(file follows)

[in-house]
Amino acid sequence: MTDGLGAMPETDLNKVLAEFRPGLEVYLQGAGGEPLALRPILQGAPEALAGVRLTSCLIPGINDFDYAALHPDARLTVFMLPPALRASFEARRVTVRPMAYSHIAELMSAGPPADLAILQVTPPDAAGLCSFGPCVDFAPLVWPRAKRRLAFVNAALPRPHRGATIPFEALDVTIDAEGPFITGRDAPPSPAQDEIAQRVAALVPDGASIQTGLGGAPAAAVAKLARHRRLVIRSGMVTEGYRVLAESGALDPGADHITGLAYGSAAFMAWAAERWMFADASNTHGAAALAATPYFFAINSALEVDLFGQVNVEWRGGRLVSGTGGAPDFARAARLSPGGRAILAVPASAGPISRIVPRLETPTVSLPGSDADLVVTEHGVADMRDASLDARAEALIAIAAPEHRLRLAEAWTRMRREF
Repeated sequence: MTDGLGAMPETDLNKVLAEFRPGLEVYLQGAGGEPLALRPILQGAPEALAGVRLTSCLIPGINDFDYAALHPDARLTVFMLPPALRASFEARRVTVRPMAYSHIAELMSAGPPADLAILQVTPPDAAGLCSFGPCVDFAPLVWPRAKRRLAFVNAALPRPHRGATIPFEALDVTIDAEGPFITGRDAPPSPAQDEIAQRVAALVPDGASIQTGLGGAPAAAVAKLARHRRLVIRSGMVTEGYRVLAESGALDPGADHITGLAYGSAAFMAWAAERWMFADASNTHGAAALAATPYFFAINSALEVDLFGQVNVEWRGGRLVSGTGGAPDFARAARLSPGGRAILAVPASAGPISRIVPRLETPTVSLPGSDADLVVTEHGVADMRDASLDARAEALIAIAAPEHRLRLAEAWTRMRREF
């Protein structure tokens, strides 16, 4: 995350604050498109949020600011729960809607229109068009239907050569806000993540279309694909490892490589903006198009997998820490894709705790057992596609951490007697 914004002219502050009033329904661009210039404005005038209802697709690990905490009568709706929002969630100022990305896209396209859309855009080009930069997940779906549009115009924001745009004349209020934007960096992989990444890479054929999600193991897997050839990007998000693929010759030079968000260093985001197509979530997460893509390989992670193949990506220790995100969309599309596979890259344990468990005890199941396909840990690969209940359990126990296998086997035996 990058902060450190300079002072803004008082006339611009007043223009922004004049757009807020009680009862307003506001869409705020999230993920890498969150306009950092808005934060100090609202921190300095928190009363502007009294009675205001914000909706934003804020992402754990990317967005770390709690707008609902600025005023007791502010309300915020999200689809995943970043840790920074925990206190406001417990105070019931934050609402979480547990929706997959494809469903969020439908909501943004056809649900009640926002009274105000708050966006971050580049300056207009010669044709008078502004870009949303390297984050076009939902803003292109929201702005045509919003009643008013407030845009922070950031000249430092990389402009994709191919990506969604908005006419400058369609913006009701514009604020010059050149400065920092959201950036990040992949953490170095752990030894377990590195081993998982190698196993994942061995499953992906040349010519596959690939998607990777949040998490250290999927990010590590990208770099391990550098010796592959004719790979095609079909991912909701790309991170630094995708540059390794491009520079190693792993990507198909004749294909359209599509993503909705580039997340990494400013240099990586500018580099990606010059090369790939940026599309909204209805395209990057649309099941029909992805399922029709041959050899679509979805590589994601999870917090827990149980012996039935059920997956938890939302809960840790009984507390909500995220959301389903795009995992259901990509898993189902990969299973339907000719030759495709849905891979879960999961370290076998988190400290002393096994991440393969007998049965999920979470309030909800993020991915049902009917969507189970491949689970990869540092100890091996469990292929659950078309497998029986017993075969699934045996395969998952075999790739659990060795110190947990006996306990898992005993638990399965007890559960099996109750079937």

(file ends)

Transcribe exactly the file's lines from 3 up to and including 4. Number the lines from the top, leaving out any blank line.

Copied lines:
Repeated sequence: MTDGLGAMPETDLNKVLAEFRPGLEVYLQGAGGEPLALRPILQGAPEALAGVRLTSCLIPGINDFDYAALHPDARLTVFMLPPALRASFEARRVTVRPMAYSHIAELMSAGPPADLAILQVTPPDAAGLCSFGPCVDFAPLVWPRAKRRLAFVNAALPRPHRGATIPFEALDVTIDAEGPFITGRDAPPSPAQDEIAQRVAALVPDGASIQTGLGGAPAAAVAKLARHRRLVIRSGMVTEGYRVLAESGALDPGADHITGLAYGSAAFMAWAAERWMFADASNTHGAAALAATPYFFAINSALEVDLFGQVNVEWRGGRLVSGTGGAPDFARAARLSPGGRAILAVPASAGPISRIVPRLETPTVSLPGSDADLVVTEHGVADMRDASLDARAEALIAIAAPEHRLRLAEAWTRMRREF
């Protein structure tokens, strides 16, 4: 995350604050498109949020600011729960809607229109068009239907050569806000993540279309694909490892490589903006198009997998820490894709705790057992596609951490007697 914004002219502050009033329904661009210039404005005038209802697709690990905490009568709706929002969630100022990305896209396209859309855009080009930069997940779906549009115009924001745009004349209020934007960096992989990444890479054929999600193991897997050839990007998000693929010759030079968000260093985001197509979530997460893509390989992670193949990506220790995100969309599309596979890259344990468990005890199941396909840990690969209940359990126990296998086997035996 990058902060450190300079002072803004008082006339611009007043223009922004004049757009807020009680009862307003506001869409705020999230993920890498969150306009950092808005934060100090609202921190300095928190009363502007009294009675205001914000909706934003804020992402754990990317967005770390709690707008609902600025005023007791502010309300915020999200689809995943970043840790920074925990206190406001417990105070019931934050609402979480547990929706997959494809469903969020439908909501943004056809649900009640926002009274105000708050966006971050580049300056207009010669044709008078502004870009949303390297984050076009939902803003292109929201702005045509919003009643008013407030845009922070950031000249430092990389402009994709191919990506969604908005006419400058369609913006009701514009604020010059050149400065920092959201950036990040992949953490170095752990030894377990590195081993998982190698196993994942061995499953992906040349010519596959690939998607990777949040998490250290999927990010590590990208770099391990550098010796592959004719790979095609079909991912909701790309991170630094995708540059390794491009520079190693792993990507198909004749294909359209599509993503909705580039997340990494400013240099990586500018580099990606010059090369790939940026599309909204209805395209990057649309099941029909992805399922029709041959050899679509979805590589994601999870917090827990149980012996039935059920997956938890939302809960840790009984507390909500995220959301389903795009995992259901990509898993189902990969299973339907000719030759495709849905891979879960999961370290076998988190400290002393096994991440393969007998049965999920979470309030909800993020991915049902009917969507189970491949689970990869540092100890091996469990292929659950078309497998029986017993075969699934045996395969998952075999790739659990060795110190947990006996306990898992005993638990399965007890559960099996109750079937």